plyr is a set of tools for a common set of problems: you need to **split** up a big data structure into homogeneous pieces, **apply** a function to each piece and then **combine** all the results back together. For example, you might want to:

- fit the same model each patient subsets of a data frame
- quickly calculate summary statistics for each group
- perform group-wise transformations like scaling or standardising

It's already possible to do this with base R functions (like split and the apply family of functions), but plyr makes it all a bit easier with:

- totally consistent names, arguments and outputs
- convenient parallelisation through the foreach package
- input from and output to data.frames, matrices and lists
- progress bars to keep track of long running operations
- built-in error recovery, and informative error messages
- labels that are maintained across all transformations

Considerable effort has been put into making plyr fast and memory efficient, and in many cases plyr is as fast as, or faster than, the built-in equivalents.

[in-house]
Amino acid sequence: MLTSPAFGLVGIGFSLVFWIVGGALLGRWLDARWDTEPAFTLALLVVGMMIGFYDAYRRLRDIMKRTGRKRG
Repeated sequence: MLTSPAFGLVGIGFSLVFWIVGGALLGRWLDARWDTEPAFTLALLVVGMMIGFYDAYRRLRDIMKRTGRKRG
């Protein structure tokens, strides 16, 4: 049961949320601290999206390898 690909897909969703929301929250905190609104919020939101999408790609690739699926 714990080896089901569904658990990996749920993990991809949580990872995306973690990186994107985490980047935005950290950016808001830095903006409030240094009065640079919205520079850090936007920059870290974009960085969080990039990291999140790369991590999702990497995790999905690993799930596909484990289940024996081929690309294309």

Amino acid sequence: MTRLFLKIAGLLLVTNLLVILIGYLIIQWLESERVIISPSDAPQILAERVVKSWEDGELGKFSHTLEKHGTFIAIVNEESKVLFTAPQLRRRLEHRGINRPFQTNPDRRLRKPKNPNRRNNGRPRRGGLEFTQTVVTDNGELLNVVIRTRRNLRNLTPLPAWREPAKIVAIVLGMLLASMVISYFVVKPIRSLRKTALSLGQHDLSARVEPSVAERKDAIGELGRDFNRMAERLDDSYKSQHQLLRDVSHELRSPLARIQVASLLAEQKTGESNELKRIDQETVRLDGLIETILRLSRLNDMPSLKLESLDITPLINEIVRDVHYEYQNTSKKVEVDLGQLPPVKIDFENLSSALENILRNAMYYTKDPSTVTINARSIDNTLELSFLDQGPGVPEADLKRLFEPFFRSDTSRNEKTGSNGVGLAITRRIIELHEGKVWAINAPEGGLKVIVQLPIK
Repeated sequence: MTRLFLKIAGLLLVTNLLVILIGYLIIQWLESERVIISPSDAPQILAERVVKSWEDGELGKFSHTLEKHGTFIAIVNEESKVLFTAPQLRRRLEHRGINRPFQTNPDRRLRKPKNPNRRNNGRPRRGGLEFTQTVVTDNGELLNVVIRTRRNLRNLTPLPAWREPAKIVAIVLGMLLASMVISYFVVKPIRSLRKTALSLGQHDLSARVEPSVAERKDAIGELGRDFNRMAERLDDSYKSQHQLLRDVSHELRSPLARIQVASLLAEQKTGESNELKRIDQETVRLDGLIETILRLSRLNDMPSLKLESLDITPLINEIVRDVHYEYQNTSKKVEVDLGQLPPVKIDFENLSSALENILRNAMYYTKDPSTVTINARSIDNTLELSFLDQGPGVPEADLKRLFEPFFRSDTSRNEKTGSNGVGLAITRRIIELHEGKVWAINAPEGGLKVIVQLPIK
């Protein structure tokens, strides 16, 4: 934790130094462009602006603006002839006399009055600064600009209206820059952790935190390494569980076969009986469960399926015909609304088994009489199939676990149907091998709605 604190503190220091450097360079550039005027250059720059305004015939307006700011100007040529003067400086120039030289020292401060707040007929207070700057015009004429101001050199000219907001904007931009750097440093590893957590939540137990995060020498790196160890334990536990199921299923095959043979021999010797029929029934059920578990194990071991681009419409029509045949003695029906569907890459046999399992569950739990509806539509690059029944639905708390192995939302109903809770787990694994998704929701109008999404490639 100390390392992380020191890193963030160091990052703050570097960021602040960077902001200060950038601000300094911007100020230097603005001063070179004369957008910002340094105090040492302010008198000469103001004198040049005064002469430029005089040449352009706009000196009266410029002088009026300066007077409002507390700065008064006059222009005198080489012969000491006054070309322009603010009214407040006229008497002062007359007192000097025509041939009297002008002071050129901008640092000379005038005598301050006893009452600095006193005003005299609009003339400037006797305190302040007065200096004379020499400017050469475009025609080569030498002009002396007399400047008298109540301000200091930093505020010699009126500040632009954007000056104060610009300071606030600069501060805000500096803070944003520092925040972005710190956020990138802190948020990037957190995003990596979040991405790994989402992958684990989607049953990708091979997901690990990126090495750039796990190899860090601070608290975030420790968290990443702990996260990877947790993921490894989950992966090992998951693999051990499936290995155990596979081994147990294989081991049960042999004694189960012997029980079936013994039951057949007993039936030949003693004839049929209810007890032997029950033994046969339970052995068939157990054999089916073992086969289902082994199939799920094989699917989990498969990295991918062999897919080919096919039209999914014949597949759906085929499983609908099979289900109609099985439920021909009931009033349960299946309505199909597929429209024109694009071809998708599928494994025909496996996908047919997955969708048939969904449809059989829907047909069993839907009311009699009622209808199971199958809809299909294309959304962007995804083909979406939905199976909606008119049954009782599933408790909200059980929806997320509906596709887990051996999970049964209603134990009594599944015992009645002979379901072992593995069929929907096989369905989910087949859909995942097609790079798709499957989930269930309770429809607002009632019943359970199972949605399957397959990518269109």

A detailed introduction to plyr has been published in JSS: "The Split-Apply-Combine Strategy for Data Analysis", http://www.jstatsoft.org/v40/i01/. You can find out more at https://had.co.nz/plyr/, or track development at https://github.com/hadley/plyr. You can ask questions about plyr (and data manipulation in general) on the plyr mailing list. Sign up at https://groups.google.com/group/manipulatr.

plyr is retired: this means only changes necessary to keep it on CRAN will be made. We recommend using dplyr (for data frames) or purrr (for lists) instead.